But to expand on this argument, I would like to state that it is not just USA and China etc. that have to deal with the looks/aesthetics of their military equipment to appeal to their citizenry. In fact, just by the same arguments as stated above, you could also make the argument that this applies for us as well. It need not be a case of useless aesthetics only. Psychology plays an important part and if your population is convinced that western/Russian or in general TFTA looks are part of the package of a good system, why to undermine that unnecessarily in your local products as if to prove a point of some kind? In this aspect I agree with Philip's assessment that we would do well to take some positive aspects of the way the Cheen like to portray themselves.

And no, I don't mean the grainy pics of new stuff or the awesome paint jobs on things that don't deliver. That trait is entirely Chinese.

But if we have weapon systems that work as well as "western" systems, it doesn't hurt to go the extra mile and make it visually appealing as well. Simple things like clean lines, stowed gear and ergonomics go a long way in bringing the biased to your side of the camp. Certainly couldn't hurt, no?

-Vivek

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Re: China Military Watch - Jan 11, 2011

Postby raj.devan » 23 Feb 2014 00:20

It also has a lot to do with marketing and PR. I'm sure that the PLA carefully chooses which photographs of its military hardware are circulated in the world press, and ensures that the hardware in question gets a thorough scrubbing & make-up job before every photo shoot.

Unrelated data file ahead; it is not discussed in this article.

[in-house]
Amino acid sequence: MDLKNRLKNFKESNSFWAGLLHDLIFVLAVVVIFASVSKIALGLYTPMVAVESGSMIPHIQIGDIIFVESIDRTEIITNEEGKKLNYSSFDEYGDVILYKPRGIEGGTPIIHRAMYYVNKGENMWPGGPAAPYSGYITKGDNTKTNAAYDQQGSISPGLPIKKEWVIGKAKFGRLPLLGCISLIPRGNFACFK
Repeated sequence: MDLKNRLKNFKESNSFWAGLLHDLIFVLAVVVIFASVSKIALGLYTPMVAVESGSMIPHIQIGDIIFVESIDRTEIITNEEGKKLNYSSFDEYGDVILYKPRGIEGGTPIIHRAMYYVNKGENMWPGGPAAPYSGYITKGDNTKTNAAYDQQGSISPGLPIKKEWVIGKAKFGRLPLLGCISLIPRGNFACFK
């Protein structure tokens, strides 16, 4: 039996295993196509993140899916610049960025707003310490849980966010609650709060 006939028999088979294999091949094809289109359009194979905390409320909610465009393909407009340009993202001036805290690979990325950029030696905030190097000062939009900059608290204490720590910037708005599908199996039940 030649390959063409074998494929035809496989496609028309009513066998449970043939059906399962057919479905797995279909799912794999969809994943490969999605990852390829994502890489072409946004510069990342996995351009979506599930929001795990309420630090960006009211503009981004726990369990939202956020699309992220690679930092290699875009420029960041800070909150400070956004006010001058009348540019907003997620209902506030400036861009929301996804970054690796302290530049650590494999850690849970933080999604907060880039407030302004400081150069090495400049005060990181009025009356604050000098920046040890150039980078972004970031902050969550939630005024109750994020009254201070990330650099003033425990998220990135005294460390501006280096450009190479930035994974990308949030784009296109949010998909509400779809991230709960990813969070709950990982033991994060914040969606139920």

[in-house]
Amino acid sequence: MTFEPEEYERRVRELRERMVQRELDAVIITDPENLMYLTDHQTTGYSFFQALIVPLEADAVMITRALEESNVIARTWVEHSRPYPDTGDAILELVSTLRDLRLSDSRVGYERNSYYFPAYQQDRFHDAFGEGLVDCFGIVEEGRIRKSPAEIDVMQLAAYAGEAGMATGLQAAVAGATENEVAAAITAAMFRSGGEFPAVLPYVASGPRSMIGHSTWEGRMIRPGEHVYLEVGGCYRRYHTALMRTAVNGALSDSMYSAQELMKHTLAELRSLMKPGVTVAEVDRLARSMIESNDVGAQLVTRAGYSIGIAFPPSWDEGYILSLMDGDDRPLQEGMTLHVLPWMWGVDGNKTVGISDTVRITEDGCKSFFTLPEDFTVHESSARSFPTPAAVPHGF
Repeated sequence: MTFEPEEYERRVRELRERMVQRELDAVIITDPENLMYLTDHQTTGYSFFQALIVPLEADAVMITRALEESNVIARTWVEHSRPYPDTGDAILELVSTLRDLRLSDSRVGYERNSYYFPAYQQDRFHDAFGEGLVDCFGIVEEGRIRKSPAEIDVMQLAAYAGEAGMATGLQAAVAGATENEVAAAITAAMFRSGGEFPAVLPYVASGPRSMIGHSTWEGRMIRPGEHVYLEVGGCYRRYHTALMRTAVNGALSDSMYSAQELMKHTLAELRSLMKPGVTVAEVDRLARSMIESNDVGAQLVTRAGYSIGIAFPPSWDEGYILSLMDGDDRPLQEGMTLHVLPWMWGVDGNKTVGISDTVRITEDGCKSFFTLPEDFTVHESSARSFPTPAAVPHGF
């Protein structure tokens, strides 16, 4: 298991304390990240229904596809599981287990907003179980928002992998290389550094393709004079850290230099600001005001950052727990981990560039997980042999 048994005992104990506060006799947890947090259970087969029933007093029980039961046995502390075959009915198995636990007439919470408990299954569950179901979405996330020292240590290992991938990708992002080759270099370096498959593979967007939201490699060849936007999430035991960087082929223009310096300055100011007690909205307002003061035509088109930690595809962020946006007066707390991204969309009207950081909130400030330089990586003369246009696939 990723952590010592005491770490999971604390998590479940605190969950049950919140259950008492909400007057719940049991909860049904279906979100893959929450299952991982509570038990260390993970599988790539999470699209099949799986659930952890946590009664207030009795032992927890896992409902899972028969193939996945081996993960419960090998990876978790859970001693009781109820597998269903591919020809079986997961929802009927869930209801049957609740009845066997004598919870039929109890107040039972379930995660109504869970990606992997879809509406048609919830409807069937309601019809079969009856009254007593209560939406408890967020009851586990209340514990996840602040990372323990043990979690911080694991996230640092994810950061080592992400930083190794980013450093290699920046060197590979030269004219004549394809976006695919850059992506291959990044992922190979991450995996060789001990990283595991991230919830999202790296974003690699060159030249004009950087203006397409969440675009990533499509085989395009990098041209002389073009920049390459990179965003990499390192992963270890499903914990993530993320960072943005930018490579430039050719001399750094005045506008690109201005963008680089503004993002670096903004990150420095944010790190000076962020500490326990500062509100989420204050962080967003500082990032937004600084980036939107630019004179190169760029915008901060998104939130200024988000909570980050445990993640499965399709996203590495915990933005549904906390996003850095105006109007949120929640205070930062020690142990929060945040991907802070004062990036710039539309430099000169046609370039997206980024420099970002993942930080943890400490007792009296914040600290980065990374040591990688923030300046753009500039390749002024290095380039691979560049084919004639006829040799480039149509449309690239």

In any case, good PR is always a nice thing to have. In a country like ours it can generate favourable public opinion, bolster confidence in trade and economy and persuade more people to look at the armed forces as a career.

The photo of the SHORAD trucks is actually from the Shenyang Military region, not Tibet, and is apparently the first in the PLA to feature female crew members. More photographs on the following links:

http://info.3g.qq.com/g/s?sid=A+drKwXWF ... i_newmiltt

http://bbs.tiexue.net/post_7062396_1.html

The website is in Pinying, but you can see a patchy translation in English if you use chrome.
Last edited by raj.devan on 23 Feb 2014 00:49, edited 1 time in total.

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Re: China Military Watch - Jan 11, 2011

Postby Brando » 23 Feb 2014 00:49